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Quotes and Responses from Mental Illness Awareness Week 2014

youre-still-you

Last week was nationally recognized as Mental Illness Awareness Week. The U.S. Congress has devoted the first full week of October to raising awareness about mental health conditions for almost the past 25 years. The World Health Organization recognizes October 10th as World Mental Health Day to raise awareness across the globe about the same issues. President Obama declared May as Mental Health Awareness month. Even with these dedicated efforts, mental illnesses remain heavily stigmatized and misunderstood by the general public.

Initiating discourse about mental health is a significant part of raising awareness. Conversations do not have to start at global levels. Talking to just one other person, with or without a mental health condition, is a beginning. One-on-one interactions can grow into group conversations, moving toward community level discussions, and the potential for education and awareness keeps growing.

im-alive

In an effort to engage people who deal directly with mental illness and the associated difficulties, Healthshire.com – in partnership with Sage Neuroscience Center, a premier multidisciplinary mental health clinic in New Mexico – administered a Mental Illness Awareness Week Questionnairre. The survey was given as an optional form to fill out when patients checked in for their appointments. Approximately 150 people responded.

more-education

Less than one percent of the responders reported that the general public is “very informed” on mental health issues. 20% found the public to be “somewhat informed,” 64% believe the public is “minimally informed,” and 15% think the general public is “not informed at all.”

acceptence-is-key

Participants were asked about the level of stigma related to mental illness they have experienced. 54% have experienced considerable stigma, 27% reported experiencing significant stigma, 16% minimal stigma, and 3% have experienced no stigma at all.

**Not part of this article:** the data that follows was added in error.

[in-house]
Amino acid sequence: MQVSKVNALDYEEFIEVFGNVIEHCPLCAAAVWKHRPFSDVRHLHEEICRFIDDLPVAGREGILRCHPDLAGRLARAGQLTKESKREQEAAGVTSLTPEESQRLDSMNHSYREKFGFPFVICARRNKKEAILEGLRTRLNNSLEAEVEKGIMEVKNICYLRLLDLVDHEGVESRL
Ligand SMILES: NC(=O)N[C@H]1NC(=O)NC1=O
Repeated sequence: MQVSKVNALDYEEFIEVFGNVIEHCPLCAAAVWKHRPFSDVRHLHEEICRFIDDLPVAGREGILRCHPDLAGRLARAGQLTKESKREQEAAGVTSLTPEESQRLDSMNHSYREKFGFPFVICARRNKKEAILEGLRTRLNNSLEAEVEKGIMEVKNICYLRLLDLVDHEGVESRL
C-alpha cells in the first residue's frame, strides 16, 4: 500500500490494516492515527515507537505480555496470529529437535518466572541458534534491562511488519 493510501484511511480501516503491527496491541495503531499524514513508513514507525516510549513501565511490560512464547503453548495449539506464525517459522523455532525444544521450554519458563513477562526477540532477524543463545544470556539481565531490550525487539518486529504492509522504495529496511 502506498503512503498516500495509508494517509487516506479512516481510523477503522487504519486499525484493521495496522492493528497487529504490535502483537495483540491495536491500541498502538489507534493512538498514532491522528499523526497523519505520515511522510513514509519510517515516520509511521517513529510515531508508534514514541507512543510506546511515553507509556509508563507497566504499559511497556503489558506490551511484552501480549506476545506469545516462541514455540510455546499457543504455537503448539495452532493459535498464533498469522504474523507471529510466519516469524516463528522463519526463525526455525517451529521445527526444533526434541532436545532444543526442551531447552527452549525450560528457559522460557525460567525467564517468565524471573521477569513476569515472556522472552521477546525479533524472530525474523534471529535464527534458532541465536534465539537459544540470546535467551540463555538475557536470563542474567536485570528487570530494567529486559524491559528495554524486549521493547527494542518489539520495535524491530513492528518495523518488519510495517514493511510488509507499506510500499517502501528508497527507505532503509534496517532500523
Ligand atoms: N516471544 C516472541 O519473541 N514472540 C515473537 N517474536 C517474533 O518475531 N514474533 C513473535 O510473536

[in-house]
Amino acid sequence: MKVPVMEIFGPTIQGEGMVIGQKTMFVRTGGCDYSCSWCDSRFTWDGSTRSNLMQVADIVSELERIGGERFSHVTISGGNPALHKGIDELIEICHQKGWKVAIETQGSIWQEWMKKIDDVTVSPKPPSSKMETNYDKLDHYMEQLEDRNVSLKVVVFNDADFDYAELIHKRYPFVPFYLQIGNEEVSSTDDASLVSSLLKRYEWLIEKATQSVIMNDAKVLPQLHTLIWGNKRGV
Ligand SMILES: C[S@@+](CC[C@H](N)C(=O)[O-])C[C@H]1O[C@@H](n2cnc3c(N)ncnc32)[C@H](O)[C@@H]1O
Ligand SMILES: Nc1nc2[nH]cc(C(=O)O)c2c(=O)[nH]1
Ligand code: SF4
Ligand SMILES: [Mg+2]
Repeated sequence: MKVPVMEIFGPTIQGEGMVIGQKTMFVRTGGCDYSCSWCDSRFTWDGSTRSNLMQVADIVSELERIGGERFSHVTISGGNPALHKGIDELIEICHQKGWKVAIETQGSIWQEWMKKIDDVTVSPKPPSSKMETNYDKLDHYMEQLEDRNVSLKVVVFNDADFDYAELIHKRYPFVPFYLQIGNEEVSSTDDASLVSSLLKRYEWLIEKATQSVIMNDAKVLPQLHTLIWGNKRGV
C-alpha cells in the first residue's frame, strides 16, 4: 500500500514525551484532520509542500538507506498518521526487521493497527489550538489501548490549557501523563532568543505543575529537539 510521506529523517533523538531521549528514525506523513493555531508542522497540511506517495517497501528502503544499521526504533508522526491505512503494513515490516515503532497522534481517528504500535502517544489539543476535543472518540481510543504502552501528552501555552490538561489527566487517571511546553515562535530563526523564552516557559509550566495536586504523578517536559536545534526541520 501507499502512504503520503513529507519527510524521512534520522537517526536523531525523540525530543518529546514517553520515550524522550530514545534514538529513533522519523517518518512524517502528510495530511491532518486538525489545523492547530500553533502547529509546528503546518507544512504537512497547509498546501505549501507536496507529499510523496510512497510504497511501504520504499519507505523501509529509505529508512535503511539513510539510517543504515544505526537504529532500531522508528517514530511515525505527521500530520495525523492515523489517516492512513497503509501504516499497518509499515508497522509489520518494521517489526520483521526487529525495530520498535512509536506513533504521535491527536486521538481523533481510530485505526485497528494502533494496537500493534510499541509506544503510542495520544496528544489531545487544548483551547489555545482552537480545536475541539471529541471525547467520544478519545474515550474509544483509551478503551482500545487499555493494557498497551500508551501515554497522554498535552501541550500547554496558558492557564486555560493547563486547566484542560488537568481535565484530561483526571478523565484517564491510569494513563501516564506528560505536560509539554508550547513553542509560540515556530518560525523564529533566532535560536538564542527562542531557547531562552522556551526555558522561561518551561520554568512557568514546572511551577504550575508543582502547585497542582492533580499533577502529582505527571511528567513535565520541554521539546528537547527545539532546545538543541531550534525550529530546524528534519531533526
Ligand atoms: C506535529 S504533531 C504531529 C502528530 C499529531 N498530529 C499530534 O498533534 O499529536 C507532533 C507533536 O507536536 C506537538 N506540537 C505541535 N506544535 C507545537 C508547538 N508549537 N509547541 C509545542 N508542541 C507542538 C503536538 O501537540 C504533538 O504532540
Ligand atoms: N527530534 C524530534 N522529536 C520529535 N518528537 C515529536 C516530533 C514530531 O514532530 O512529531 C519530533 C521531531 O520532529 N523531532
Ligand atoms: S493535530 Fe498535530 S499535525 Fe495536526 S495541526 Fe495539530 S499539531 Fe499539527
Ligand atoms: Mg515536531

Social support is an important factor for getting better, for both physical and psychological ailments. 30% of responders reported having significant support for their mental health problems from family and friends. 31% reported considerable support, 31% reported minimal support, and 8% reported having no support at all.

Several themes emerged from each of the following questions that participants were asked.

What encouraged you or a loved one to make the decision to get professional help?

to-be-the-best-person-i-could-be.

The main message conveyed in people’s answers reflected the desire to improve quality of life. Prominent themes included seeking help because of serious suicidal ideation, reaching out after a recent suicide attempt, realizing help was needed, receiving encouragement from family and friends, experiencing difficulty with daily functioning, wanting to improve life for children, and wanting to improve relationships.

life-doesnt-have-to-be-hardmy-doctor

What do you think would help overcome stigma associated with mental illness?

change-how-we-think.

Answers included more awareness, introducing mental health issues in high school and college classes, having more conversations revolving around mental health, more people adopting nonjudgmental attitudes, education at the community level, increasing research, more publicity/media attention/increased awareness of celebrities with mental health issues, encouraging people with mental illnesses to be more vocal about their stories, patient-to-patient education, seminars or training on mental health issues in the workplace, mental health training for law enforcement and emergency personnel, more government support, and increased funding for mental health services and programs.

much-more-education

What were the greatest challenges you or your loved ones have experienced trying to get professional help?

growing-up

Challenges included stigma, financial burden, insurance issues, workplaces being unaccommodating, lack of good providers, acceptance (both self-acceptance and acceptance from others), having adequate social support, fear of being judged, having timely access to care, patience from others, understanding from others, severity of symptoms (being too depressed, anxious, etc.), and not being taken seriously by others.

being-called-crazy

What would you want people to know about mental illness?

 

they-dont-choose-to-be-sick

we-are-not-crazy

we-are-human-too

life-is-like-a-box-of-legos

just-like-any-other

every-brain-is-different

What do you think?  What stigma have you dealt with?  What pushed you to get help?  We want to hear from you, so leave a comment below!

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